Family gets €400,000 in ‘flesh-eating’ case
By Mary Carolan
A family who sued over the death of a woman at Tallaght Hospital after being diagnosed with a serious flesh-eating bacterial infection following a bowel procedure have settled their action for some €400,000.
The settlement was made at the High Court without admission of liability.
Shirley Ann Plunkett (42) was diagnosed with necrotising fasciitis, a rare bacterial skin infection, the day before she died at the hospital on March 10, 2011.
She left behind a son, Conor, then aged nine, who has since been cared for by her parents, Philip and Teresa. Conor will get the vast bulk of the settlement.
Seeking approval for the settlement, Michael Howard SC, instructed by Elizabeth Howard of Howard Synnott solicitors for the family, said the case arose from “a series of unfortunate events” outlined in documents to the court.
His side were confident they would have won the case had it gone to hearing, but there was a concern as necrotising fasciitis is a known complication of perforation of the small bowel, counsel said.
Mr Justice Richard Humphreys agreed to approve the settlement.
Philip Plunkett, Castleview, Clondalkin, Dublin, on behalf of his grandson Conor and the family, had sued the hospital and HSE arising from the death of his daughter. The defendants denied the claims, including of negligence.
It was alleged Ms Plunkett was referred in July 2010 to Tallaght Hospital for further assessment and/or services arising from a laparotomy procedure for recurrent small bowel obstruction which she underwent at the hospital in 2009. Her recovery was complicated with small bowel difficulties, it was claimed.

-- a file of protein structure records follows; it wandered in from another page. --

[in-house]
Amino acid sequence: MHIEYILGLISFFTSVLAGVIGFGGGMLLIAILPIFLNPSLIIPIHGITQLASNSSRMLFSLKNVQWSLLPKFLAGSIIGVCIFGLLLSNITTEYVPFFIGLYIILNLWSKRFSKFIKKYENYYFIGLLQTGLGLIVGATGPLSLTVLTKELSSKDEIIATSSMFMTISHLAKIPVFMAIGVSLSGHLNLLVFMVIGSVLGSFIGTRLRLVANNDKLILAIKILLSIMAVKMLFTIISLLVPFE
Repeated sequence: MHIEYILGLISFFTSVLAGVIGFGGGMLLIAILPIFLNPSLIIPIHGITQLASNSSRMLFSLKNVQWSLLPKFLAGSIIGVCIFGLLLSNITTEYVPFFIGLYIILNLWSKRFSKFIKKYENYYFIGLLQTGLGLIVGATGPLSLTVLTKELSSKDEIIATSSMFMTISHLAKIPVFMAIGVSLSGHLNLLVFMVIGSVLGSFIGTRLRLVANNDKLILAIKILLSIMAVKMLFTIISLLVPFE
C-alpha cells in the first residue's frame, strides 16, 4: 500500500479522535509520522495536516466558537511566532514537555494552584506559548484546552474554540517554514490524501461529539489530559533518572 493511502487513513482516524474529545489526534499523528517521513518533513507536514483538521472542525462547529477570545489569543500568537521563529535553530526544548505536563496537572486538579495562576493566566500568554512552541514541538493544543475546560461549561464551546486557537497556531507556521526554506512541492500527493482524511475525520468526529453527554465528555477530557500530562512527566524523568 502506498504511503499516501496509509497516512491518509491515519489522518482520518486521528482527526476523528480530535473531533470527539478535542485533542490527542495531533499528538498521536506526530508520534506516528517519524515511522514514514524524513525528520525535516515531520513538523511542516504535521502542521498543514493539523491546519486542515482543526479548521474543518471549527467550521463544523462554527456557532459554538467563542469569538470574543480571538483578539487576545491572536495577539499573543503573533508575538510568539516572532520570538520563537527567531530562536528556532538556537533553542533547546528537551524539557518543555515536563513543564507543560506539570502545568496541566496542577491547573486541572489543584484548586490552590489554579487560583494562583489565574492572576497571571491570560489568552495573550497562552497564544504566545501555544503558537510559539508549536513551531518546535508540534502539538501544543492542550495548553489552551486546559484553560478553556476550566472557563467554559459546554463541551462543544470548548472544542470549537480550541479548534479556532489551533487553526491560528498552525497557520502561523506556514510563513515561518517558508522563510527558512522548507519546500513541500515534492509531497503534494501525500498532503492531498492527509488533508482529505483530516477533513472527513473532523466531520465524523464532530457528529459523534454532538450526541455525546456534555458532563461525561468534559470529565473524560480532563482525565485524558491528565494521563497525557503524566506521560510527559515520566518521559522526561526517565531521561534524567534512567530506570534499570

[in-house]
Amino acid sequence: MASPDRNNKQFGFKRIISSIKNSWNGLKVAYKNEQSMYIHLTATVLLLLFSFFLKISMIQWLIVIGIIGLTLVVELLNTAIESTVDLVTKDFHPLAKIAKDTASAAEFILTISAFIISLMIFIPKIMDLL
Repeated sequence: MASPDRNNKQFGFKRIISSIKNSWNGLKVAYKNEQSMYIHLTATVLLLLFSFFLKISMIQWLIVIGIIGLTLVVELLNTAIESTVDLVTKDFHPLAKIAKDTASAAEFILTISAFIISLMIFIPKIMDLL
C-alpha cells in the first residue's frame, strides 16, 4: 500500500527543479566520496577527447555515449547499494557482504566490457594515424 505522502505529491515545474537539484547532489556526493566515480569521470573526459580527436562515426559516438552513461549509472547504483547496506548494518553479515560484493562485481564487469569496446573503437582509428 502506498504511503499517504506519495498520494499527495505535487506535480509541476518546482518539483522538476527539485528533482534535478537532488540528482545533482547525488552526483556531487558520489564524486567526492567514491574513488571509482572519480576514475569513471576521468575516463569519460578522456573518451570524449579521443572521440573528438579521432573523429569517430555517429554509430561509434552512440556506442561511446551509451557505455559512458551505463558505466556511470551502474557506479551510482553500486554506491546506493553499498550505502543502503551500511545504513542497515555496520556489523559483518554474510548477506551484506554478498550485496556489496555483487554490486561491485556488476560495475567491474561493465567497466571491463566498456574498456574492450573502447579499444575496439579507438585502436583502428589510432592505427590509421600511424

It was alleged a diagnostic laparoscopy was advised in January 2011 and Ms Plunkett later underwent that on March 9, 2011 as a day procedure.
It was alleged, given her prior history, she should not have been admitted as a day case. It was alleged multiple adhesions were found during a four-hour operation with five laparoscopic ports inserted to facilitate the section.
Ms Plunkett was then admitted as an in-patient and detained overnight. It was alleged her condition deteriorated on March 9 and she was admitted to ICU.
Later that day, an urgent CT scan was carried out, she was diagnosed with necrotising fasciitis and brought to theatre where a laparotomy was peformed.
Intra-abdominal sepsis due to small bowel perforation was found, together with dense adhesions, it was claimed. Ms Plunkett’s condition continued to deteriorate on March 10, 2011 and she went into cardiac arrest just after 2.30pm and died.
The family alleged a series of failures in the care and treatment of Ms Plunkett, including in relation to the procedure carried out on March 8, 2011 and post-operatively.
The defendants, it was further alleged, failed to give Ms Plunkett a chance of a timely diagnosis where a perforation of the small bowel was not identified when, it was alleged, it should have been.
It was also alleged adequate procedures were not adhered to and performed in light of the symptoms being presented by Ms Plunkett. There was also failure to identify and communicate the dangers of the laparoscopy procedure to Ms Plunkett, it was claimed.